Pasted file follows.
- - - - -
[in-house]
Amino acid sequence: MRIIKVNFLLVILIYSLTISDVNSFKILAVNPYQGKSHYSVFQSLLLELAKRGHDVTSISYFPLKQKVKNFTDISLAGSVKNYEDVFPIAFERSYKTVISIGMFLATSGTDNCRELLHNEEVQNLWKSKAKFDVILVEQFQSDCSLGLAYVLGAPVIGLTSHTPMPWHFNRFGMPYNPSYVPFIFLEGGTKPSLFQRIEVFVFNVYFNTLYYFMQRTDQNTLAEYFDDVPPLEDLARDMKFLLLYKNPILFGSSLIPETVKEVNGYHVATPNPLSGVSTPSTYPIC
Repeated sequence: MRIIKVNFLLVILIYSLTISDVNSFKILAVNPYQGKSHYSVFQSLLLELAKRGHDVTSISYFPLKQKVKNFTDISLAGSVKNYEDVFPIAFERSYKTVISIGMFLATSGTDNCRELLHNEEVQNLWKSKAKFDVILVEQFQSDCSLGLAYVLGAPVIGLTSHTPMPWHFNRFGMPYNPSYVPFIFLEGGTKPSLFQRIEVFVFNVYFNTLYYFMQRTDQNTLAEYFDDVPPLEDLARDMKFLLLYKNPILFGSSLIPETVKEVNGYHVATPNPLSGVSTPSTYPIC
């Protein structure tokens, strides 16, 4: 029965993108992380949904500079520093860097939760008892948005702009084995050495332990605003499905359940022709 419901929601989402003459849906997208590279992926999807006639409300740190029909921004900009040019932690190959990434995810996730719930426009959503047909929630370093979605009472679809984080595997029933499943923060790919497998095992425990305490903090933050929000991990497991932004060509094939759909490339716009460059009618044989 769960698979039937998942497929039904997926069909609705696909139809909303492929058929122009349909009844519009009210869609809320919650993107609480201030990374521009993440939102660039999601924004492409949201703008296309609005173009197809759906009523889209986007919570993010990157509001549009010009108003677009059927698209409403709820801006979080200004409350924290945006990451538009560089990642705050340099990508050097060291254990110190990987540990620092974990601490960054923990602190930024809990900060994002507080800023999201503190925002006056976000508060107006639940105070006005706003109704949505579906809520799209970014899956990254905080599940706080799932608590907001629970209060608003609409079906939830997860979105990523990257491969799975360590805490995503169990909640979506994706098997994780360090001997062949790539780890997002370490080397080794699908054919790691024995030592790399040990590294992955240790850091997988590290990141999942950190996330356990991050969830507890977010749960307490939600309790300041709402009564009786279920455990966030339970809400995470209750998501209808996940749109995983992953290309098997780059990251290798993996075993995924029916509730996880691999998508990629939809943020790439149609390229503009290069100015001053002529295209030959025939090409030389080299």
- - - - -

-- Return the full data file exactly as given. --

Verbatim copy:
[in-house]
Amino acid sequence: MRIIKVNFLLVILIYSLTISDVNSFKILAVNPYQGKSHYSVFQSLLLELAKRGHDVTSISYFPLKQKVKNFTDISLAGSVKNYEDVFPIAFERSYKTVISIGMFLATSGTDNCRELLHNEEVQNLWKSKAKFDVILVEQFQSDCSLGLAYVLGAPVIGLTSHTPMPWHFNRFGMPYNPSYVPFIFLEGGTKPSLFQRIEVFVFNVYFNTLYYFMQRTDQNTLAEYFDDVPPLEDLARDMKFLLLYKNPILFGSSLIPETVKEVNGYHVATPNPLSGVSTPSTYPIC
Repeated sequence: MRIIKVNFLLVILIYSLTISDVNSFKILAVNPYQGKSHYSVFQSLLLELAKRGHDVTSISYFPLKQKVKNFTDISLAGSVKNYEDVFPIAFERSYKTVISIGMFLATSGTDNCRELLHNEEVQNLWKSKAKFDVILVEQFQSDCSLGLAYVLGAPVIGLTSHTPMPWHFNRFGMPYNPSYVPFIFLEGGTKPSLFQRIEVFVFNVYFNTLYYFMQRTDQNTLAEYFDDVPPLEDLARDMKFLLLYKNPILFGSSLIPETVKEVNGYHVATPNPLSGVSTPSTYPIC
């Protein structure tokens, strides 16, 4: 029965993108992380949904500079520093860097939760008892948005702009084995050495332990605003499905359940022709 419901929601989402003459849906997208590279992926999807006639409300740190029909921004900009040019932690190959990434995810996730719930426009959503047909929630370093979605009472679809984080595997029933499943923060790919497998095992425990305490903090933050929000991990497991932004060509094939759909490339716009460059009618044989 769960698979039937998942497929039904997926069909609705696909139809909303492929058929122009349909009844519009009210869609809320919650993107609480201030990374521009993440939102660039999601924004492409949201703008296309609005173009197809759906009523889209986007919570993010990157509001549009010009108003677009059927698209409403709820801006979080200004409350924290945006990451538009560089990642705050340099990508050097060291254990110190990987540990620092974990601490960054923990602190930024809990900060994002507080800023999201503190925002006056976000508060107006639940105070006005706003109704949505579906809520799209970014899956990254905080599940706080799932608590907001629970209060608003609409079906939830997860979105990523990257491969799975360590805490995503169990909640979506994706098997994780360090001997062949790539780890997002370490080397080794699908054919790691024995030592790399040990590294992955240790850091997988590290990141999942950190996330356990991050969830507890977010749960307490939600309790300041709402009564009786279920455990966030339970809400995470209750998501209808996940749109995983992953290309098997780059990251290798993996075993995924029916509730996880691999998508990629939809943020790439149609390229503009290069100015001053002529295209030959025939090409030389080299």